‘Overnight, my family and I became famous’: The Loneliest Boy in the World

Gearóid Ó Catháin beautifully observes life on Great Blasket before the choppy crossing from island to mainland

Gearóid and his pet donkey in Dunquin in the 1950s. Photograoh: Donal MacMonagle/macmonagle.com

Gearóid and his pet donkey in Dunquin in the 1950s. Photograoh: Donal MacMonagle/macmonagle.com

Sat, Jul 26, 2014, 01:10

   
 

Book Title:
The Loneliest Boy in the World: The Last Child of the Great Blasket Island.

ISBN-13:
9781848892071

Author:
Gearóid Cheaist Ó Catháin

Publisher:
Collins Press

Guideline Price:
€12.99

Gearóid Ó Catháin, or Gearoid Cheaist, is the last surviving Blasket Islander. Born in 1947, he left when Great Blasket was evacuated, in 1953, and spent much of the rest of his youth in the parish of Dún Chaoin, within sight of the beloved island.

This memoir, a considerable expansion of an earlier account published in Irish last year, is (unless Ó Catháin writes another) the last in a lengthy line of memoirs written by Blasket Islanders. Constituting some of the most renowned works of Irish literature, they include An tOileánach, Peig and Fiche Bliain ag Fás.

What does this book add to that most distinguished literary and ethnological corpus of writing? The book is in many ways a riposte to its own title. Ó Catháin was dubbed the Loneliest Boy in the World by a journalist, Liam Robinson. He visited the island with the photographer Donal MacMonagle, at Christmas 1948, and syndicated an article to Irish and international papers.

“Overnight, my family and I became famous. An avalanche of post flooded in from all over the globe. Seán Filli, our postman, had a path worn to our door.’’ Ó Catháin was only a year old when he became famous; the letters and toys flowed in for years after the newspaper story.

Ó Catháin was far from lonely on the Blasket. A general pet, he delighted in the company of doting adults. When he moved to the mainland, the promise of young playmates held no appeal: “The schoolchildren had frightened the daylights out of me earlier that morning when we had passed by the school.”

His memoir intersperses personal recollections with general historical information about the island. Those who are familiar with the rich Blasket literature will find his additions to the well-known facts most interesting; the latter will be useful to Blasket neophytes.

Ó Catháin’s book is very different in nature from those of, for example, Tomás Ó Croimhthain or Muiris Ó Súilleabháin.

He lived for only a few years on the Blasket, and his life experience is less exotic than those of the intrepid hunter-fisherman and brilliant wordsmiths. Here are no descriptions of close shaves with killer whales or terrible shipwrecks yielding magnificent bounty and corpses.

But Ó Catháin’s observations of the more ordinary aspects of life are sharp and valuable. He has a keen eye for the interesting detail: “Some tilted their caps to the side, right or left. Others wore them back-to-front or with the fastener open. The style they wore often depended on their mood. Dad took off his cap only at mealtimes and left it on a rung under his chair when he ate.” And: “During the winter many of the men on the island slept a lot during the day, especially between the hours of two and five o’clock. Some even visited neighbours’ houses for the sole reason of having a snooze there.” Ó Catháin paints a positive picture of island life but avoids sentimentality.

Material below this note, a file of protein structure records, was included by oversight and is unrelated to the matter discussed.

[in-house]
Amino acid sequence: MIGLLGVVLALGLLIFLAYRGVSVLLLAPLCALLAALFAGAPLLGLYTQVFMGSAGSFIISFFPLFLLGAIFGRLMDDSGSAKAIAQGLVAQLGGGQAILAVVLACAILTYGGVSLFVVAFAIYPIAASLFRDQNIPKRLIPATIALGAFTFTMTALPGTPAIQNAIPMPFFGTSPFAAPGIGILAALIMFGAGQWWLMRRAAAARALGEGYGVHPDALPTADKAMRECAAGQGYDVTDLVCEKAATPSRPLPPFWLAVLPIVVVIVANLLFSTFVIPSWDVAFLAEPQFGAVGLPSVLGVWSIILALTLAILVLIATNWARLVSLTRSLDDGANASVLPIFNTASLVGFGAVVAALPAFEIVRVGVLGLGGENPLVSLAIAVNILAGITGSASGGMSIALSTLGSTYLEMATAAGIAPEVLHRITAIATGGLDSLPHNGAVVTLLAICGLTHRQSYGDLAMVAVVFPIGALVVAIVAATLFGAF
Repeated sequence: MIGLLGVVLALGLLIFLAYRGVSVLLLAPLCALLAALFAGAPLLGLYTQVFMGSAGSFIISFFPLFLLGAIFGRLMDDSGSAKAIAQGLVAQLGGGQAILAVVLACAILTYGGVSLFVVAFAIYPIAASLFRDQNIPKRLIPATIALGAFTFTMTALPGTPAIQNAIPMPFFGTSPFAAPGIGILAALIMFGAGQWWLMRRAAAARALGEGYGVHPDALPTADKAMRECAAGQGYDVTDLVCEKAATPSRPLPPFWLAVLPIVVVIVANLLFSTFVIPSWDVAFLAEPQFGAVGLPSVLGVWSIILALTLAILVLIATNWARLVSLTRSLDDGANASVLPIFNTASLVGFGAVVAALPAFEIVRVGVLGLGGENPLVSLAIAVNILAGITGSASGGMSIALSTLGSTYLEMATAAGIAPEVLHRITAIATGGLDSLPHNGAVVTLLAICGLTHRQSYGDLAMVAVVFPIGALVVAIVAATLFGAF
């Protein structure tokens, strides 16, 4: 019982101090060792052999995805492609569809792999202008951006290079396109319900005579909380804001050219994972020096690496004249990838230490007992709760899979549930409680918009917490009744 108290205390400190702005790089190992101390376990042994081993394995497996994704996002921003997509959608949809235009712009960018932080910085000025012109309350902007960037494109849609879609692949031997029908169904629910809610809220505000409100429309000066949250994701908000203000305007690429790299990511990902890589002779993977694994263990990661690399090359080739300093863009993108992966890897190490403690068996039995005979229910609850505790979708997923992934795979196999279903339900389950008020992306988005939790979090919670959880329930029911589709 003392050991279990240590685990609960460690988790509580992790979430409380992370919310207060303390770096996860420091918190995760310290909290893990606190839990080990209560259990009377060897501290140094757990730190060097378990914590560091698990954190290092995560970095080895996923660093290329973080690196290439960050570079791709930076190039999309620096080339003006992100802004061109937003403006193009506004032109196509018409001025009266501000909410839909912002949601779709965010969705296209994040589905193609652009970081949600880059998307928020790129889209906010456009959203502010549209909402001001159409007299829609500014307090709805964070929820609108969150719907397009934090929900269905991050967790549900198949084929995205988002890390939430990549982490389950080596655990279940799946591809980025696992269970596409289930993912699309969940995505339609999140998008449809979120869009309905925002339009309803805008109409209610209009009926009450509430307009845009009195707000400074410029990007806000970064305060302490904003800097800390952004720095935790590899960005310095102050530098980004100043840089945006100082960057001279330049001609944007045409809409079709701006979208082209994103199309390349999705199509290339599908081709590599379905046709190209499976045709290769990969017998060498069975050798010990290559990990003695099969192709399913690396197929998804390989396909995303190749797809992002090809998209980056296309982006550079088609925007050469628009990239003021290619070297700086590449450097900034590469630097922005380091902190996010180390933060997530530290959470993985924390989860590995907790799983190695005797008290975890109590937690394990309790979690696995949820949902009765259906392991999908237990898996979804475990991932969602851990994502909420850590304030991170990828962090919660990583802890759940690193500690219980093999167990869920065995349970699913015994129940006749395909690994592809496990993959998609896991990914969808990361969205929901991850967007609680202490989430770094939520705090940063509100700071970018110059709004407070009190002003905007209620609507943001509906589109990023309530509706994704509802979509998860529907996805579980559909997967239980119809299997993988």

Evacuation By the late 1940s

the population had dropped below the point at which a community can viably function: the balance of old and young was skewed fatally in one direction. This record of the evacuation dispels any myth of compulsory banishment. Ó Catháin reports that some islanders requested evacuation in 1952 while others, though by no means all, desired it.

“Somehow, I sensed my mother wanted to go. The younger men, like Faelli and his brother, seemed to want to go. But the older men, most of whom had spent all their life on the island, were noncommittal.”

Ó Catháin’s style and perspective have a freshness, and this book enhances our picture of the Blasket experience: it provides the final chapter of the great epic.

Possibly the most significant contribution is in the latter part of the memoir, which describes life after evacuation. The special sense of insular community, of belonging to one tribe, was immediately lost.

Ó Catháin himself was plunged into normal life, which proved challenging even for someone of his cheerful disposition. For instance, when he went to a boarding school, St Joseph’s, in Co Kilkenny, he found that “not being fluent in English was a huge drawback, as I couldn’t express myself well when a teacher asked me a question. It ruined my confidence.”

Transition to a new world

He quickly adapted to English, but his initial difficulties prompted consideration of the position of others in the same boat. “I thought of all the people from the Blasket who had emigrated and wondered how they coped.”

St Joseph’s was a choice, not compulsory, and later he attended the Irish-language secondary school in Dingle, where he was much happier. But in Kilkenny, Ó Catháin cursed his linguistic heritage, not the system, when he finally experienced real loneliness, in a big boarding school full of boys and English.

Where this book fits into the great Blasket literary tradition is as a memoir of transition: from the island to the mainland, from the past to modernity, and from Irish to bilingualism. It’s a fresh, vigorous, often amusing record of this choppy crossing, full of unique insights.

Simply written, it is accessible and provides an excellent introduction to the most eternally beguiling of Irish cultures and places: the Blasket Islands.